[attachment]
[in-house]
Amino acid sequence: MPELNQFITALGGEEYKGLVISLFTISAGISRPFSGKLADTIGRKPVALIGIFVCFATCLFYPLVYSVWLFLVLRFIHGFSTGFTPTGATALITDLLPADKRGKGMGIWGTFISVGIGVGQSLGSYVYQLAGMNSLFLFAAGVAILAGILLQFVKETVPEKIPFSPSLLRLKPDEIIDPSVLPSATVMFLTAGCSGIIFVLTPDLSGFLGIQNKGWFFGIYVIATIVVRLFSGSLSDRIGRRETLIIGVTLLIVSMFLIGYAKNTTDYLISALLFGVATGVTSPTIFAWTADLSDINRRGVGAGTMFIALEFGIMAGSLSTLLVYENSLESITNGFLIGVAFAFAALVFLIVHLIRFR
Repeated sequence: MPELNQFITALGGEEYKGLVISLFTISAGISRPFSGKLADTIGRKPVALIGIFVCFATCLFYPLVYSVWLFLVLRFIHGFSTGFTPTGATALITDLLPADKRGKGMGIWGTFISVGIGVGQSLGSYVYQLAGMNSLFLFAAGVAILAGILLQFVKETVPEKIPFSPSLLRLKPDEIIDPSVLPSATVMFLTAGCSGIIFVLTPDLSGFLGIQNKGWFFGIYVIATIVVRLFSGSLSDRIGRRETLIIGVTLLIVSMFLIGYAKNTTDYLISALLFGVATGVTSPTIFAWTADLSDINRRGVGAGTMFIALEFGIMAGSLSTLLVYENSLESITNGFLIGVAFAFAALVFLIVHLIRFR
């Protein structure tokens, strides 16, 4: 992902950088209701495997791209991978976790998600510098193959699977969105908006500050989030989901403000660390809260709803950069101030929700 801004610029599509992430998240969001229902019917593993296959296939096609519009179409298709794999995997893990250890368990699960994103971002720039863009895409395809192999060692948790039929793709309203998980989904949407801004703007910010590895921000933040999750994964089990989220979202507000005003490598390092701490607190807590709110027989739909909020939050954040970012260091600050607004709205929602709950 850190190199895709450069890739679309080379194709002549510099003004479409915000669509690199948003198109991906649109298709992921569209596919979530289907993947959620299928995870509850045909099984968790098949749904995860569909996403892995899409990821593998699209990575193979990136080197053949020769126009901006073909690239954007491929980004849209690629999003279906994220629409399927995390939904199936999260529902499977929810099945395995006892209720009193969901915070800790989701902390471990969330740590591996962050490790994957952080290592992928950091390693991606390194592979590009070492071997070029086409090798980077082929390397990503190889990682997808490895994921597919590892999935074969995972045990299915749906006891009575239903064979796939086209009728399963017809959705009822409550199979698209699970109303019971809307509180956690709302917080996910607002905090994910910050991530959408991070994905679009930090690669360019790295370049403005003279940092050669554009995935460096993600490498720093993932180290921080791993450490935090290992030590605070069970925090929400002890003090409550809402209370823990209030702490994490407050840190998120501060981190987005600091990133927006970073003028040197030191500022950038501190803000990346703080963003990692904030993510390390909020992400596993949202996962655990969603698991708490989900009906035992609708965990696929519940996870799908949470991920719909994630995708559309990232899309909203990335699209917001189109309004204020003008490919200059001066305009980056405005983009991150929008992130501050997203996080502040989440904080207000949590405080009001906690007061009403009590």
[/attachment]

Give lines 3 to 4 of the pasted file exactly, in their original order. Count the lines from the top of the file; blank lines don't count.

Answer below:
Repeated sequence: MPELNQFITALGGEEYKGLVISLFTISAGISRPFSGKLADTIGRKPVALIGIFVCFATCLFYPLVYSVWLFLVLRFIHGFSTGFTPTGATALITDLLPADKRGKGMGIWGTFISVGIGVGQSLGSYVYQLAGMNSLFLFAAGVAILAGILLQFVKETVPEKIPFSPSLLRLKPDEIIDPSVLPSATVMFLTAGCSGIIFVLTPDLSGFLGIQNKGWFFGIYVIATIVVRLFSGSLSDRIGRRETLIIGVTLLIVSMFLIGYAKNTTDYLISALLFGVATGVTSPTIFAWTADLSDINRRGVGAGTMFIALEFGIMAGSLSTLLVYENSLESITNGFLIGVAFAFAALVFLIVHLIRFR
């Protein structure tokens, strides 16, 4: 992902950088209701495997791209991978976790998600510098193959699977969105908006500050989030989901403000660390809260709803950069101030929700 801004610029599509992430998240969001229902019917593993296959296939096609519009179409298709794999995997893990250890368990699960994103971002720039863009895409395809192999060692948790039929793709309203998980989904949407801004703007910010590895921000933040999750994964089990989220979202507000005003490598390092701490607190807590709110027989739909909020939050954040970012260091600050607004709205929602709950 850190190199895709450069890739679309080379194709002549510099003004479409915000669509690199948003198109991906649109298709992921569209596919979530289907993947959620299928995870509850045909099984968790098949749904995860569909996403892995899409990821593998699209990575193979990136080197053949020769126009901006073909690239954007491929980004849209690629999003279906994220629409399927995390939904199936999260529902499977929810099945395995006892209720009193969901915070800790989701902390471990969330740590591996962050490790994957952080290592992928950091390693991606390194592979590009070492071997070029086409090798980077082929390397990503190889990682997808490895994921597919590892999935074969995972045990299915749906006891009575239903064979796939086209009728399963017809959705009822409550199979698209699970109303019971809307509180956690709302917080996910607002905090994910910050991530959408991070994905679009930090690669360019790295370049403005003279940092050669554009995935460096993600490498720093993932180290921080791993450490935090290992030590605070069970925090929400002890003090409550809402209370823990209030702490994490407050840190998120501060981190987005600091990133927006970073003028040197030191500022950038501190803000990346703080963003990692904030993510390390909020992400596993949202996962655990969603698991708490989900009906035992609708965990696929519940996870799908949470991920719909994630995708559309990232899309909203990335699209917001189109309004204020003008490919200059001066305009980056405005983009991150929008992130501050997203996080502040989440904080207000949590405080009001906690007061009403009590």